Are you having fun yet? No, you say? Well, that’s not surprising. For native-born American workers, the disconnect between the MSM headlines and reality may never have been as profound as it is today.
Our reality, of course, is reported in the “Other” employment survey, of households rather than employers. The Household Survey found that 244,000 jobs were created last month—not all that different from the job gain number reported by the Employer Survey. But the Household Survey also gathers data on the nativity of workers, both legal and illegal. And the November results are shocking.
If that 1.6% per month growth rate persists, foreign-born employment will double in 45 months. We do not expect that. In fact, it seems arithmetically impossible, given that immigrant employment is already well over half (63.2%) of foreign-born working age population—unless the insatiable demand for immigrant labor sucks more immigrants (legal and illegal) into this country.
A Marketwatch article by Caroline Baum entitled “Strong job growth is a really a sign of weakness” [December 4 2015] caught our eye. Ms. Baum notes that recent strong job growth seems completely out of sync with the anemic GDP growth.
More workers amidst lower growth can only mean that workers are less productive—a condition that Ms. Baum blames on a lack of capital investment on the part of U.S. businesses.
But companies are in business to make profits, not to increase the productivity of their workers. Why would any company purchase labor-saving equipment—the things that enable workers to produce more per hours—when a seemingly endless supply of low-wage workers, mainly foreign-born, is available? Wages will never rise unless workers become more productive, and workers will never become more productive so long as immigration continues to drive the labor supply.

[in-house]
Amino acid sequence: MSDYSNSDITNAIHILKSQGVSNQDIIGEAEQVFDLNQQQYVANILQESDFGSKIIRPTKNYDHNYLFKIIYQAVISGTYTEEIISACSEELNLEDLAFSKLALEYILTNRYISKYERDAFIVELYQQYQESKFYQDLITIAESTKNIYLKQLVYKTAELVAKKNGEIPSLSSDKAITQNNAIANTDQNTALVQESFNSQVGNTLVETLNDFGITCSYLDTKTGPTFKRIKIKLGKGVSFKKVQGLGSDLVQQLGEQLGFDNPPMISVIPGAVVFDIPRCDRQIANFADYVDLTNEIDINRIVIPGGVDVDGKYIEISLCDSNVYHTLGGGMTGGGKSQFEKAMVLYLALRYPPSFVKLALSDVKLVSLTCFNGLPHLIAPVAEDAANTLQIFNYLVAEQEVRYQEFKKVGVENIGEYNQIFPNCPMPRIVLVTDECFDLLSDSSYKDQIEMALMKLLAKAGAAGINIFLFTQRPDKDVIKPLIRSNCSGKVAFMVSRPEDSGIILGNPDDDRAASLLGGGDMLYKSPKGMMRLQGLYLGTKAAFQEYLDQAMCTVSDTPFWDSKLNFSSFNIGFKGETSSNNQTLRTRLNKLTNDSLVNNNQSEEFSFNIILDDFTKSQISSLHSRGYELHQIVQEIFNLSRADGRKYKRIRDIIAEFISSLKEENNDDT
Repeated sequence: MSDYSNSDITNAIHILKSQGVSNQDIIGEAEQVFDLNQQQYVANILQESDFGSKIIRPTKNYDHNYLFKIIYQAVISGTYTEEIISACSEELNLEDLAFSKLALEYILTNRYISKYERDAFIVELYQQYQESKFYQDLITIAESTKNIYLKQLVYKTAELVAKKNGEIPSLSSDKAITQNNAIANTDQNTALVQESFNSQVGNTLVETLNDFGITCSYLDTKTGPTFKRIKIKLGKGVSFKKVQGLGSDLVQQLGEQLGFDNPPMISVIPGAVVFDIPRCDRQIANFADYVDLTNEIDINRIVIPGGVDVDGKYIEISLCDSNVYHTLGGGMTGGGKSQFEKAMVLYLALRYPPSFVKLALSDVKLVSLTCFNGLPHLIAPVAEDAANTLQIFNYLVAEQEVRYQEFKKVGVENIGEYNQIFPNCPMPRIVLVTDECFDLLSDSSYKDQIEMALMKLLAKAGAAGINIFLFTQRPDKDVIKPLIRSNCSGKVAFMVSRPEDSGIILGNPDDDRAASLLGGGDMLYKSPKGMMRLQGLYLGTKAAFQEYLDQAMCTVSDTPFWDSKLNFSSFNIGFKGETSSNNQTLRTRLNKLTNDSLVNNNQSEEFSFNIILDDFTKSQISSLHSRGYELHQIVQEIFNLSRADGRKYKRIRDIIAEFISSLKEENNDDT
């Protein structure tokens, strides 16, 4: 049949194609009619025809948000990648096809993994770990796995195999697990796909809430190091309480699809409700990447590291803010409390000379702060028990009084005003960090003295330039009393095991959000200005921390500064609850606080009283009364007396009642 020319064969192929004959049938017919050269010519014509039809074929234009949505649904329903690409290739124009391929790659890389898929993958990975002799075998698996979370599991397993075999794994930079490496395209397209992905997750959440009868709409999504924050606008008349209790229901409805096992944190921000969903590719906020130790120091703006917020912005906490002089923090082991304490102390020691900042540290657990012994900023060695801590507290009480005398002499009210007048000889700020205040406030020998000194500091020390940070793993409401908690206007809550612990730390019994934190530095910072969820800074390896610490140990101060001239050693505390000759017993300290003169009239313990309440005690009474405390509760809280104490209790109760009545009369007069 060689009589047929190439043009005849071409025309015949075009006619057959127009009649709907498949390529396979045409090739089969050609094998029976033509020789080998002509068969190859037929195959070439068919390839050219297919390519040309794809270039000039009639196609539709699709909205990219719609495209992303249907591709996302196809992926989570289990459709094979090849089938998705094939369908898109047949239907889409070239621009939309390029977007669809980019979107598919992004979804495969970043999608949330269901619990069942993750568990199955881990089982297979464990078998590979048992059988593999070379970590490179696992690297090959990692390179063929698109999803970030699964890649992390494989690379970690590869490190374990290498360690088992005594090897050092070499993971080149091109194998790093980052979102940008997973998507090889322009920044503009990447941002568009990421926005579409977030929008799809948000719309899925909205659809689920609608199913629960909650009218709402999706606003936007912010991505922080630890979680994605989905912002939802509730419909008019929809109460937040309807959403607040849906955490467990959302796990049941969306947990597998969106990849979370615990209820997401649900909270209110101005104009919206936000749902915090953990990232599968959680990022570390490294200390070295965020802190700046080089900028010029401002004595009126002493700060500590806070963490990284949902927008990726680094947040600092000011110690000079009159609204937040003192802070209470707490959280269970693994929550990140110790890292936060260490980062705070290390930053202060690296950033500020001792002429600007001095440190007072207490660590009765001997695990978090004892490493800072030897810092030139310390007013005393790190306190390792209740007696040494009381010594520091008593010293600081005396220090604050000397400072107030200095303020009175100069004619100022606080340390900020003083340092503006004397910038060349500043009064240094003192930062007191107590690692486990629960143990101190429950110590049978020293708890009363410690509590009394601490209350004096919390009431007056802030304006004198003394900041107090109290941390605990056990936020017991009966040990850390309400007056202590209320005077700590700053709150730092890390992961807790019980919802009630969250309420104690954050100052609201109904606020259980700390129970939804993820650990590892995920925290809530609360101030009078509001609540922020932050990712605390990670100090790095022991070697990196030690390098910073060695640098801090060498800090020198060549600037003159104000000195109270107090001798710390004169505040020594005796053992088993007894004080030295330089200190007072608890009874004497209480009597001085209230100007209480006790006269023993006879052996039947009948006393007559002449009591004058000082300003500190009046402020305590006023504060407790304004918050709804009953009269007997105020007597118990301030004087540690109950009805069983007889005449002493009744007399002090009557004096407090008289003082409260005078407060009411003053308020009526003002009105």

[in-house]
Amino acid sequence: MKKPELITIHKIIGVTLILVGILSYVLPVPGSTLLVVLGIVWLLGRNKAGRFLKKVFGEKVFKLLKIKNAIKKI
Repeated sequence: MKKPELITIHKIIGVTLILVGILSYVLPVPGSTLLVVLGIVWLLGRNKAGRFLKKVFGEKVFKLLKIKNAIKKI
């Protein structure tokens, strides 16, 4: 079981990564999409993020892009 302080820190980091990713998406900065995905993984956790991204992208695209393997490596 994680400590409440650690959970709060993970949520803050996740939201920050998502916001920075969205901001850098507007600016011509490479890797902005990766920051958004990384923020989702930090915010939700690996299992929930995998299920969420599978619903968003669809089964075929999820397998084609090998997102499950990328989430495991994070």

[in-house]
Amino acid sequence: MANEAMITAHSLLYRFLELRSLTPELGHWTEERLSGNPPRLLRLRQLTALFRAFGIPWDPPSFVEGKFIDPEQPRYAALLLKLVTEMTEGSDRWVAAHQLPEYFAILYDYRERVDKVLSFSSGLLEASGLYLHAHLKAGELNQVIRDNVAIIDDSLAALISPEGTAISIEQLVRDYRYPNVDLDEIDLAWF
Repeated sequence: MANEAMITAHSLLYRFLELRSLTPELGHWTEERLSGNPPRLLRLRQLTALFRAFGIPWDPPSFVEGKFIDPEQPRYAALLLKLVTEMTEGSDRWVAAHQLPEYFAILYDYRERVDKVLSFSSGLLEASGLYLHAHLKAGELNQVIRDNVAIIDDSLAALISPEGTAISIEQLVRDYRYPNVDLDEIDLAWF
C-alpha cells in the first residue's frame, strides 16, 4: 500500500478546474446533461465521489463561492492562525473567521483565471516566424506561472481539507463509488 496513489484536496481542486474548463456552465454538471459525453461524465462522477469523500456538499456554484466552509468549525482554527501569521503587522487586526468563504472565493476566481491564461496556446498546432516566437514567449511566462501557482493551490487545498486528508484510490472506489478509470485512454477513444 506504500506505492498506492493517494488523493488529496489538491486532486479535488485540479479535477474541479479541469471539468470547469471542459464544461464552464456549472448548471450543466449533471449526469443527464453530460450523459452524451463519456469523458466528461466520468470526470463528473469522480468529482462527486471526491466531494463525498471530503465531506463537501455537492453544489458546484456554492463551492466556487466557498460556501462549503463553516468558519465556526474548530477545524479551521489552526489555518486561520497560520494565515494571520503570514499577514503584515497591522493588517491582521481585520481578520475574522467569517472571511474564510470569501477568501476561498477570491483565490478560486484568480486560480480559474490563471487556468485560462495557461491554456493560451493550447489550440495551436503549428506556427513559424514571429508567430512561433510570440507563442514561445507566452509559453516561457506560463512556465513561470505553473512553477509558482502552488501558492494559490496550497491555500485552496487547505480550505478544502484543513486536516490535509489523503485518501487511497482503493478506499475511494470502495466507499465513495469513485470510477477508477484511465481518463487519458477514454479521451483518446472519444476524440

Native-born American workers have lost ground to their foreign-born competitors throughout the Obama years. We highlight this trend in our New VDARE.com American Worker Displacement Index (NVDAWDI) graphic:
Native-born American employment growth is the black line, immigrant employment growth is in pink, and NVAWDI—the ratio of immigrant to native-born American job growth—is in yellow. The index starts at 100.0 in January 2009 for both immigrants and native-born Americans, and tracks their employment growth since then.
From January 2009 to November 2015:
In February 2009, President Obama’s first full month in office, 14.97% of all persons working in the U.S. were immigrants. In November 2015 the foreign-born share was 17.02%, up from 16.78% in October. November marked the fourth straight month in which the immigrant share of employment has risen.
In only one of the 83 months of Obama’s Presidency have immigrant workers accounted for a greater share of U.S. employment than they did last month. That record was set in September 2014, when 17.03% of U.S. employment was foreign-born.
A detailed snapshot of American worker displacement over the past year is seen in the “Employment Status of the civilian population by nativity” table published in the monthly BLS report:
|Employment Status by Nativity,
Nov. 2014-Nov. 2015
(numbers in 1000s; not seasonally adjusted)
|Foreign born, 16 years and older|
|Civilian labor force||26,536||26,665||129||0.5%|
|Participation rate (%)||66.3%||66.1%||-0.2%||-0.3%|
|Unemployment rate (%)||5.4%||4.4%||-1.0%||-18.5%|
|Not in labor force||13,491||13,688||197||1.5%|
|Native born, 16 years and older|
|Civilian labor force||129,760||130,675||915||0.7%|
|Participation rate (%)||62.1%||61.8%||-0.3%||-0.5%|
|Unemployment rate (%)||5.6%||4.9%||-0.7%||-12.5%|
|Not in labor force||79,056||80,720||1,664||2.1%|
From November 2014 to November 2015: